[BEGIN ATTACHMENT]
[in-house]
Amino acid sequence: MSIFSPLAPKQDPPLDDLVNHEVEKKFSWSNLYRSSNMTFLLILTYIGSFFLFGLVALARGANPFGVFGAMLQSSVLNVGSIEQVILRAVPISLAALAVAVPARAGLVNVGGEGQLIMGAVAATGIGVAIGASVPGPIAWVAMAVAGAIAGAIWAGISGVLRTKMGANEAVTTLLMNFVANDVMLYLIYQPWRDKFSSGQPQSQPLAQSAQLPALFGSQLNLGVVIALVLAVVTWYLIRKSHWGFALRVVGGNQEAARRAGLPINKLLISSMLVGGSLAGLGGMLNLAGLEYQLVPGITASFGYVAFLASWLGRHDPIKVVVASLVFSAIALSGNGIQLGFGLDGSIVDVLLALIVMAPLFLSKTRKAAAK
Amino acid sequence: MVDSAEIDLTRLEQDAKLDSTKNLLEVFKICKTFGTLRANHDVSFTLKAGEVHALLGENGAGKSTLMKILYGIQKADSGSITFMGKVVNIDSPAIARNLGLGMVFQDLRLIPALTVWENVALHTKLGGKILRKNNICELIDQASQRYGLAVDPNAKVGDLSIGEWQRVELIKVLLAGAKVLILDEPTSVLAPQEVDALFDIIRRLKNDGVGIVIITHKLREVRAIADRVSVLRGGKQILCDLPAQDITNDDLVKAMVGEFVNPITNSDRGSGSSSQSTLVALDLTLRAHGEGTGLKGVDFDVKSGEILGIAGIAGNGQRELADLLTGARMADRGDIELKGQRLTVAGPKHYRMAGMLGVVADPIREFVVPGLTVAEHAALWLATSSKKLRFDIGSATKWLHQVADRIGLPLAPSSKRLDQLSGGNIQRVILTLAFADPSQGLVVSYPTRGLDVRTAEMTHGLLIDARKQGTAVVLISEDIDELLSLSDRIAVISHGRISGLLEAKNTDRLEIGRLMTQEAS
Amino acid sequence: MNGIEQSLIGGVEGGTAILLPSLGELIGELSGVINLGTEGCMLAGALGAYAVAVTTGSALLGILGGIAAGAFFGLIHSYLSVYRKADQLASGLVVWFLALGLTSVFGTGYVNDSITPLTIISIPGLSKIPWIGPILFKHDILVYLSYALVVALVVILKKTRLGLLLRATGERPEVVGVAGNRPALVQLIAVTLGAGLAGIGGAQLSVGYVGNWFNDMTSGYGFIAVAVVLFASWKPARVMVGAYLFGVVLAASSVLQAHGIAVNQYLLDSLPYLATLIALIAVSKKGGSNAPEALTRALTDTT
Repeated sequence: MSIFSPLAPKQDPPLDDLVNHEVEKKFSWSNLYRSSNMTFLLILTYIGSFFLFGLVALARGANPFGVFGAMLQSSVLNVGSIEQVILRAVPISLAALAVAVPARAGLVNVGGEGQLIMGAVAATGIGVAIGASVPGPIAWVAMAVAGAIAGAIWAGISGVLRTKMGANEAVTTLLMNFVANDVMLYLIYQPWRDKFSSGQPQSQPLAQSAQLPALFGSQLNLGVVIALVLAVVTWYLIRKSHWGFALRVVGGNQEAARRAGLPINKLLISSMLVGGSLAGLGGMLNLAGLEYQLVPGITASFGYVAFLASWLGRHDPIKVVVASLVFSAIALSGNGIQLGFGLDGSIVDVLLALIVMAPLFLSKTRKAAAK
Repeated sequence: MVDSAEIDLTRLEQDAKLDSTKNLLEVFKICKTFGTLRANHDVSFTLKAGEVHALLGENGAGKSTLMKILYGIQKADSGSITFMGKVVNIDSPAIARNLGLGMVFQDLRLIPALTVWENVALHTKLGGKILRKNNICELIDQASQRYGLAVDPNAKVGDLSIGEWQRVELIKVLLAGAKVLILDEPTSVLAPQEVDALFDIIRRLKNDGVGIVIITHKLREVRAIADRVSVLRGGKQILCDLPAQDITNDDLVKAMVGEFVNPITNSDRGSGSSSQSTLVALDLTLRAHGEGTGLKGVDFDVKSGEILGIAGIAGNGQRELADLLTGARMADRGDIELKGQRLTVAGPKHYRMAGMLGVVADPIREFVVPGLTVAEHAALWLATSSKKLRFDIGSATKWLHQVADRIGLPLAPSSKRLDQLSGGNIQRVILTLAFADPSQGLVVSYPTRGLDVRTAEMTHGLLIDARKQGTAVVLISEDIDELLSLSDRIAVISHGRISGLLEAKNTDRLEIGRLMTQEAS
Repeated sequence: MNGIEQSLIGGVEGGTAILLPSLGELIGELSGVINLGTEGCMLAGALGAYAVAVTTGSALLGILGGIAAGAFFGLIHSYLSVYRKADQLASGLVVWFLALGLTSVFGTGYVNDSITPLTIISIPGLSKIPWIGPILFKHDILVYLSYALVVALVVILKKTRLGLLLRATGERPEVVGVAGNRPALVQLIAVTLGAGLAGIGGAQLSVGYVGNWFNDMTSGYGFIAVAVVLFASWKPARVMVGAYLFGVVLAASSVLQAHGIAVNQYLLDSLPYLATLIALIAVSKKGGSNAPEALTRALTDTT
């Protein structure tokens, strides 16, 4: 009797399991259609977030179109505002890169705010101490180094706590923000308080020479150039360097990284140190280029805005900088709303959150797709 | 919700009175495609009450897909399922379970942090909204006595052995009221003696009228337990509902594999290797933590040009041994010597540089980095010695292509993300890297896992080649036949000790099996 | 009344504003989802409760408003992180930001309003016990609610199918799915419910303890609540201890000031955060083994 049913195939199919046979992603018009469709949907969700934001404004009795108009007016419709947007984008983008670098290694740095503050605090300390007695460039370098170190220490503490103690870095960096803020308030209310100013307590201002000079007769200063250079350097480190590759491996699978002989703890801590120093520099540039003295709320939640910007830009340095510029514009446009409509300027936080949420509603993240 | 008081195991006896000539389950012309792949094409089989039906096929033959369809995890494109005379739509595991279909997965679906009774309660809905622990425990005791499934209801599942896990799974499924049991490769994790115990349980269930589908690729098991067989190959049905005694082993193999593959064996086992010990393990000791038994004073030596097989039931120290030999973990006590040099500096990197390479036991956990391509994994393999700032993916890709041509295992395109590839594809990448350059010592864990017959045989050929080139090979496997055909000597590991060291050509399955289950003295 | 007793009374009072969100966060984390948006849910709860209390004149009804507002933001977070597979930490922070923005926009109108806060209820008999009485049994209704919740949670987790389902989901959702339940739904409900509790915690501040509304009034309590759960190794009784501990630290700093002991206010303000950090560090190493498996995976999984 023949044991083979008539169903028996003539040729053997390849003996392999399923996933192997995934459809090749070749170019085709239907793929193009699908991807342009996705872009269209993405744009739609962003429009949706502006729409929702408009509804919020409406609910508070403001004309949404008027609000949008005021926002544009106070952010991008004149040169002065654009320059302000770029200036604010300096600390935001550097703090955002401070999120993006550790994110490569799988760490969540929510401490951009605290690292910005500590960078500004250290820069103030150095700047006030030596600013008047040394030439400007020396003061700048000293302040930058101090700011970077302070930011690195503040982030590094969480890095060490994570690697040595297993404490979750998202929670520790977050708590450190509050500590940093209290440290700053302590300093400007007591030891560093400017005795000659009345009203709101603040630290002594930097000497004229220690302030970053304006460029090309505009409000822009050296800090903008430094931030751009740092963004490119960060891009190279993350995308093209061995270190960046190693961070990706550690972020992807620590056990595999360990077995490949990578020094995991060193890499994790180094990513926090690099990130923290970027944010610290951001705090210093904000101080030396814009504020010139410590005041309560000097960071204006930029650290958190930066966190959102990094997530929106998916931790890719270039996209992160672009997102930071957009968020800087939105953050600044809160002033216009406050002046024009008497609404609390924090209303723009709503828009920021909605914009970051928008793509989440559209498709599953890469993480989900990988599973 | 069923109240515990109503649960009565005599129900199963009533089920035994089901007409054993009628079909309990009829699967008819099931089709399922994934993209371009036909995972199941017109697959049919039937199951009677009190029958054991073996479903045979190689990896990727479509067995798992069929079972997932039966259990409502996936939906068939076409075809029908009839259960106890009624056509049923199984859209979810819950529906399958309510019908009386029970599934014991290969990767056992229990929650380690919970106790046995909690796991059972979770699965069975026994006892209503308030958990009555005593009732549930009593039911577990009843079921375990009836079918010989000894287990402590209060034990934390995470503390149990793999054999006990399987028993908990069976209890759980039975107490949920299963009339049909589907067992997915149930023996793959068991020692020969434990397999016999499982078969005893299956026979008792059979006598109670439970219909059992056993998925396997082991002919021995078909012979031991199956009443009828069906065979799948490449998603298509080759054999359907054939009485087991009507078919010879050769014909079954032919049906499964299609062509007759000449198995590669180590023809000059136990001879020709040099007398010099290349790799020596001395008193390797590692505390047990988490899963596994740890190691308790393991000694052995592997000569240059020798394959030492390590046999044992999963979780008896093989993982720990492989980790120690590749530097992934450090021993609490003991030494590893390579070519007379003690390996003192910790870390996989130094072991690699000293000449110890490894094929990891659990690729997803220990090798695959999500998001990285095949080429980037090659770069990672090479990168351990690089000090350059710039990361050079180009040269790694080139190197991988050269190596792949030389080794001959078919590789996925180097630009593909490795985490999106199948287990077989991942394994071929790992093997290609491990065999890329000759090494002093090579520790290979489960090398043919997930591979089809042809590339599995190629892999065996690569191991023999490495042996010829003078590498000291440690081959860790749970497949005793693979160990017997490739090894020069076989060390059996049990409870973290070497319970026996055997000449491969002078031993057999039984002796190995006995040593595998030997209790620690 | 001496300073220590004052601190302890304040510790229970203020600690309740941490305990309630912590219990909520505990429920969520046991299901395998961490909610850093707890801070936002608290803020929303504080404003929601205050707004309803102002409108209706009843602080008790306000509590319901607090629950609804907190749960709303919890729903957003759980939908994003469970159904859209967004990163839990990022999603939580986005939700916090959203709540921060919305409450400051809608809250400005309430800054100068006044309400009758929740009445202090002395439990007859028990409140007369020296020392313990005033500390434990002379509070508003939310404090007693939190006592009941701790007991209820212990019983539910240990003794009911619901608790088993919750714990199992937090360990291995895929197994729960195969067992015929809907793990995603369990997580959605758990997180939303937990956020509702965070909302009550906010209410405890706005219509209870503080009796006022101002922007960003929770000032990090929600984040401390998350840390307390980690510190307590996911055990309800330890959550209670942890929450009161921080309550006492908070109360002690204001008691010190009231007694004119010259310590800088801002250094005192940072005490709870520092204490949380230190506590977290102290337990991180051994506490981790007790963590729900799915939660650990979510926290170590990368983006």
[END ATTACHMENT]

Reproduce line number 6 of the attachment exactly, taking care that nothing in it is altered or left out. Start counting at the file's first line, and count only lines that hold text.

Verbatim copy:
Repeated sequence: MVDSAEIDLTRLEQDAKLDSTKNLLEVFKICKTFGTLRANHDVSFTLKAGEVHALLGENGAGKSTLMKILYGIQKADSGSITFMGKVVNIDSPAIARNLGLGMVFQDLRLIPALTVWENVALHTKLGGKILRKNNICELIDQASQRYGLAVDPNAKVGDLSIGEWQRVELIKVLLAGAKVLILDEPTSVLAPQEVDALFDIIRRLKNDGVGIVIITHKLREVRAIADRVSVLRGGKQILCDLPAQDITNDDLVKAMVGEFVNPITNSDRGSGSSSQSTLVALDLTLRAHGEGTGLKGVDFDVKSGEILGIAGIAGNGQRELADLLTGARMADRGDIELKGQRLTVAGPKHYRMAGMLGVVADPIREFVVPGLTVAEHAALWLATSSKKLRFDIGSATKWLHQVADRIGLPLAPSSKRLDQLSGGNIQRVILTLAFADPSQGLVVSYPTRGLDVRTAEMTHGLLIDARKQGTAVVLISEDIDELLSLSDRIAVISHGRISGLLEAKNTDRLEIGRLMTQEAS